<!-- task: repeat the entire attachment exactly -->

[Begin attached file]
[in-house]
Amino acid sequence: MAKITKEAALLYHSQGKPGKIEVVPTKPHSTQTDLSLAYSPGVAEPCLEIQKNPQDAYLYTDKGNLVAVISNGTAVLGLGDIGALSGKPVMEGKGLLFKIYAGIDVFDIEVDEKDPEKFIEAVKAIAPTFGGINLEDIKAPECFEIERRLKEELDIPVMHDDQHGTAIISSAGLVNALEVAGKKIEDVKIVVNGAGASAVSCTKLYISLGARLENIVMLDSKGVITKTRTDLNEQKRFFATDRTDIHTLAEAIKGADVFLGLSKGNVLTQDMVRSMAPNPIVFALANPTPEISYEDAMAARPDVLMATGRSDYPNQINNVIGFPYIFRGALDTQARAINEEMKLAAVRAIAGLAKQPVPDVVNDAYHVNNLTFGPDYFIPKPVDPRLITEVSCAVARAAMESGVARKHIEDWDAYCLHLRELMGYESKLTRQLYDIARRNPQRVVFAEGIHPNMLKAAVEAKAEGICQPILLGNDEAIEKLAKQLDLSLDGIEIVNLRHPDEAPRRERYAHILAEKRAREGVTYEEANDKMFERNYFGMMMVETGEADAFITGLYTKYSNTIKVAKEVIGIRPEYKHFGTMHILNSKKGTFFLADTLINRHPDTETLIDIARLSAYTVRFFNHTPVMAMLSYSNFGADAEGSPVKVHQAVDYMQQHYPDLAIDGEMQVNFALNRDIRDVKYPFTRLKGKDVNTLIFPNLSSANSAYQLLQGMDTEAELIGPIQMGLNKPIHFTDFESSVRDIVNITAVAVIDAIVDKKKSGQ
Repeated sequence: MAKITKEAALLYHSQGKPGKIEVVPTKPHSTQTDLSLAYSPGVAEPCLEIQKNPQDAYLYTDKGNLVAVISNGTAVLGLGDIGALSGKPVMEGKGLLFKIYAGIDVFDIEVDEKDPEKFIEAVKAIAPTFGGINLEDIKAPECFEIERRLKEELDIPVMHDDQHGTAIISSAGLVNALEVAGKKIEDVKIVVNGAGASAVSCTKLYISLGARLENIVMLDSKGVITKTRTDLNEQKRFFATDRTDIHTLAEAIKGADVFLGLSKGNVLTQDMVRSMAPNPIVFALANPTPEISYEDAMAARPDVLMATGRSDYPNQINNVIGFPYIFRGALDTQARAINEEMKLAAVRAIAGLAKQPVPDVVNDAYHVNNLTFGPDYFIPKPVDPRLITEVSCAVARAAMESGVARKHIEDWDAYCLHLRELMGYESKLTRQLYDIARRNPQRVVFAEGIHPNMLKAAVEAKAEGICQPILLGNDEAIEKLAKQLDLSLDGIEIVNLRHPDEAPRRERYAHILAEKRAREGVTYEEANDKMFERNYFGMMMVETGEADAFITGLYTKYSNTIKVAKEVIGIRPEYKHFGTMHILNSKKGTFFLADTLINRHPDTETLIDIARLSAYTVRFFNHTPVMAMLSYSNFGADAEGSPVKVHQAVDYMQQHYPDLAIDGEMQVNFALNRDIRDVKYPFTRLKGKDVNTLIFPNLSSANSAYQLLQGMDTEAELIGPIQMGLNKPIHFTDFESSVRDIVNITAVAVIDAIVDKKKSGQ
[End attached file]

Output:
[in-house]
Amino acid sequence: MAKITKEAALLYHSQGKPGKIEVVPTKPHSTQTDLSLAYSPGVAEPCLEIQKNPQDAYLYTDKGNLVAVISNGTAVLGLGDIGALSGKPVMEGKGLLFKIYAGIDVFDIEVDEKDPEKFIEAVKAIAPTFGGINLEDIKAPECFEIERRLKEELDIPVMHDDQHGTAIISSAGLVNALEVAGKKIEDVKIVVNGAGASAVSCTKLYISLGARLENIVMLDSKGVITKTRTDLNEQKRFFATDRTDIHTLAEAIKGADVFLGLSKGNVLTQDMVRSMAPNPIVFALANPTPEISYEDAMAARPDVLMATGRSDYPNQINNVIGFPYIFRGALDTQARAINEEMKLAAVRAIAGLAKQPVPDVVNDAYHVNNLTFGPDYFIPKPVDPRLITEVSCAVARAAMESGVARKHIEDWDAYCLHLRELMGYESKLTRQLYDIARRNPQRVVFAEGIHPNMLKAAVEAKAEGICQPILLGNDEAIEKLAKQLDLSLDGIEIVNLRHPDEAPRRERYAHILAEKRAREGVTYEEANDKMFERNYFGMMMVETGEADAFITGLYTKYSNTIKVAKEVIGIRPEYKHFGTMHILNSKKGTFFLADTLINRHPDTETLIDIARLSAYTVRFFNHTPVMAMLSYSNFGADAEGSPVKVHQAVDYMQQHYPDLAIDGEMQVNFALNRDIRDVKYPFTRLKGKDVNTLIFPNLSSANSAYQLLQGMDTEAELIGPIQMGLNKPIHFTDFESSVRDIVNITAVAVIDAIVDKKKSGQ
Repeated sequence: MAKITKEAALLYHSQGKPGKIEVVPTKPHSTQTDLSLAYSPGVAEPCLEIQKNPQDAYLYTDKGNLVAVISNGTAVLGLGDIGALSGKPVMEGKGLLFKIYAGIDVFDIEVDEKDPEKFIEAVKAIAPTFGGINLEDIKAPECFEIERRLKEELDIPVMHDDQHGTAIISSAGLVNALEVAGKKIEDVKIVVNGAGASAVSCTKLYISLGARLENIVMLDSKGVITKTRTDLNEQKRFFATDRTDIHTLAEAIKGADVFLGLSKGNVLTQDMVRSMAPNPIVFALANPTPEISYEDAMAARPDVLMATGRSDYPNQINNVIGFPYIFRGALDTQARAINEEMKLAAVRAIAGLAKQPVPDVVNDAYHVNNLTFGPDYFIPKPVDPRLITEVSCAVARAAMESGVARKHIEDWDAYCLHLRELMGYESKLTRQLYDIARRNPQRVVFAEGIHPNMLKAAVEAKAEGICQPILLGNDEAIEKLAKQLDLSLDGIEIVNLRHPDEAPRRERYAHILAEKRAREGVTYEEANDKMFERNYFGMMMVETGEADAFITGLYTKYSNTIKVAKEVIGIRPEYKHFGTMHILNSKKGTFFLADTLINRHPDTETLIDIARLSAYTVRFFNHTPVMAMLSYSNFGADAEGSPVKVHQAVDYMQQHYPDLAIDGEMQVNFALNRDIRDVKYPFTRLKGKDVNTLIFPNLSSANSAYQLLQGMDTEAELIGPIQMGLNKPIHFTDFESSVRDIVNITAVAVIDAIVDKKKSGQ